Daily Devotional reflections

As we journey through these uncertain times, each day Sean will seek to post a thought or reflection, a Bible verse or a prayer.

Friday 5th June


[Rembrandt, Belshazzar's Feast, 1635, (National Gallery, London)]

'mene, mene, tekel, parsin’

One of the themes we have been considering in our daily reflections is the impact of the Bible, including on our use of language. Take for example one of our more common everyday phrases: ‘The writing is on the wall.’ The phrase is used to describe a situation which is going to become difficult or unpleasant, or that something or someone is going to fail, unless we do something about it. In other words, action is clearly required. If we do nothing about it, we shall only have ourselves to blame. The phrase has also been a source of inspiration for great works of art, songs and movies, especially the theme tune to the 2015 James Bond film, Spectre.

The origin of the phrase can be traced back to a rather unusual and unnerving event recorded in the Book of Daniel. Dated around 539 BC, King Belshazzar was holding a great feast for a thousand of his nobles. During the feast, he ordered that gold and silver goblets that had been taken from the temple in Jerusalem by his father King Nebuchadnezzar be used for drinking. The story goes that as the drank from the sacred vessels and praised their false, pagan gods, a disembodied hand appeared out of thin air, and proceeded to write on the wall. The words that appeared were written in ancient Aramaic. They read: 'mene mene tekel parsin.’

The King was terrified by what he saw. The biblical account tells us Belshazzar turned white with fear, his knees knocked and his legs gave way. Even more disturbing, none of his advisors or enchanters or magicians could interpret the meaning of the words. (Even in Aramaic the words appear meaningless.) Eventfully, on the advice of his wife, the King sent for Daniel who gave the interpretation of the terrible vision. You can read the full story in our rather long Bible reading below, but essentially it was a message of judgment. That very night, the king’s life was taken and his kingdom divided between the Medes and Persians.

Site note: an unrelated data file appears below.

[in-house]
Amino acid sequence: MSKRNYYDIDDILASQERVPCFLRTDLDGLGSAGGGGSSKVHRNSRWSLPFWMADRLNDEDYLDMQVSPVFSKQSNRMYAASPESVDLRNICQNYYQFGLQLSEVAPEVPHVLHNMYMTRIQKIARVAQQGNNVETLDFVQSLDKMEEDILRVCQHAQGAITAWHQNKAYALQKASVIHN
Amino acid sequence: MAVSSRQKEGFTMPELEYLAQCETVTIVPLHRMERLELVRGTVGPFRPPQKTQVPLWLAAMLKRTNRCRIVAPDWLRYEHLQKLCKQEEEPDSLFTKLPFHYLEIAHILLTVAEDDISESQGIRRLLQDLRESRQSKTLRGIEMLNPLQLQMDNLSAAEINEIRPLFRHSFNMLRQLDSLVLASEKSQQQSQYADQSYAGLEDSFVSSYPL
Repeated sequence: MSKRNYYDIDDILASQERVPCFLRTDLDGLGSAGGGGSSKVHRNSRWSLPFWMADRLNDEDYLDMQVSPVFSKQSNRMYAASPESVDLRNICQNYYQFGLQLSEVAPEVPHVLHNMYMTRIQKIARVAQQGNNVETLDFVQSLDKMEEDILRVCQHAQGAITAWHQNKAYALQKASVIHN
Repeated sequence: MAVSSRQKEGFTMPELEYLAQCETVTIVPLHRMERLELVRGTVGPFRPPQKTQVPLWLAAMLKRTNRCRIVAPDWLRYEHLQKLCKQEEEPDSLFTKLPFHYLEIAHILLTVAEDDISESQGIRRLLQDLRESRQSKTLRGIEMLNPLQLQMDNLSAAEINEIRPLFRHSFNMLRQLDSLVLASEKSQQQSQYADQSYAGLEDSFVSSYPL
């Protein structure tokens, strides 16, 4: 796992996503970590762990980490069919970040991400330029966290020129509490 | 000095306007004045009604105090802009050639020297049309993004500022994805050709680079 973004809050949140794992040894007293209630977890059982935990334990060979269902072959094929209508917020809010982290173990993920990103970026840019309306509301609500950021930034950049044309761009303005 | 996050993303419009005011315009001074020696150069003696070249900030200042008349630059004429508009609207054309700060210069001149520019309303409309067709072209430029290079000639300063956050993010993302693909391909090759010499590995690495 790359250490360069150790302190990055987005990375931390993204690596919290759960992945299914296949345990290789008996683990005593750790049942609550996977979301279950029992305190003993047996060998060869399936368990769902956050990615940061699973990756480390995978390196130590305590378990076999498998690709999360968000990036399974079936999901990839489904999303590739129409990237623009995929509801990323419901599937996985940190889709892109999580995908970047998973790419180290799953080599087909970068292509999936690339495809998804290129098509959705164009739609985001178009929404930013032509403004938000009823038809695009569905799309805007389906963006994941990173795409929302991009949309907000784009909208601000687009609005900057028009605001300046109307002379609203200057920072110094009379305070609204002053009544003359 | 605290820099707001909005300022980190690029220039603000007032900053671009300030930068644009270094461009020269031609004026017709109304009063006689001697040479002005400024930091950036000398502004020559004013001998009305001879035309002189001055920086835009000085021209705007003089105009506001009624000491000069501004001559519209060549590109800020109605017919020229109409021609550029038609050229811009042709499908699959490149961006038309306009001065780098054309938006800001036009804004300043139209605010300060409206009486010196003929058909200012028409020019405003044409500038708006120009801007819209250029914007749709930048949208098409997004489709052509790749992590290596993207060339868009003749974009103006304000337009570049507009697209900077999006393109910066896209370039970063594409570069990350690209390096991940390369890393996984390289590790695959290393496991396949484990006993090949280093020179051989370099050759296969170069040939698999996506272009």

Daniel 5

The Writing on the Wall

King Belshazzar gave a great banquet for a thousand of his nobles and drank wine with them. 2 While Belshazzar was drinking his wine, he gave orders to bring in the gold and silver goblets that Nebuchadnezzar his father[a] had taken from the temple in Jerusalem, so that the king and his nobles, his wives and his concubines might drink from them. 3 So they brought in the gold goblets that had been taken from the temple of God in Jerusalem, and the king and his nobles, his wives and his concubines drank from them. 4 As they drank the wine, they praised the gods of gold and silver, of bronze, iron, wood and stone.
5 Suddenly the fingers of a human hand appeared and wrote on the plaster of the wall, near the lampstand in the royal palace. The king watched the hand as it wrote. 6 His face turned pale and he was so frightened that his legs became weak and his knees were knocking.
7 The king summoned the enchanters, astrologers and diviners. Then he said to these wise men of Babylon, “Whoever reads this writing and tells me what it means will be clothed in purple and have a gold chain placed around his neck, and he will be made the third highest ruler in the kingdom.”
8 Then all the king’s wise men came in, but they could not read the writing or tell the king what it meant. 9 So King Belshazzar became even more terrified and his face grew more pale. His nobles were baffled.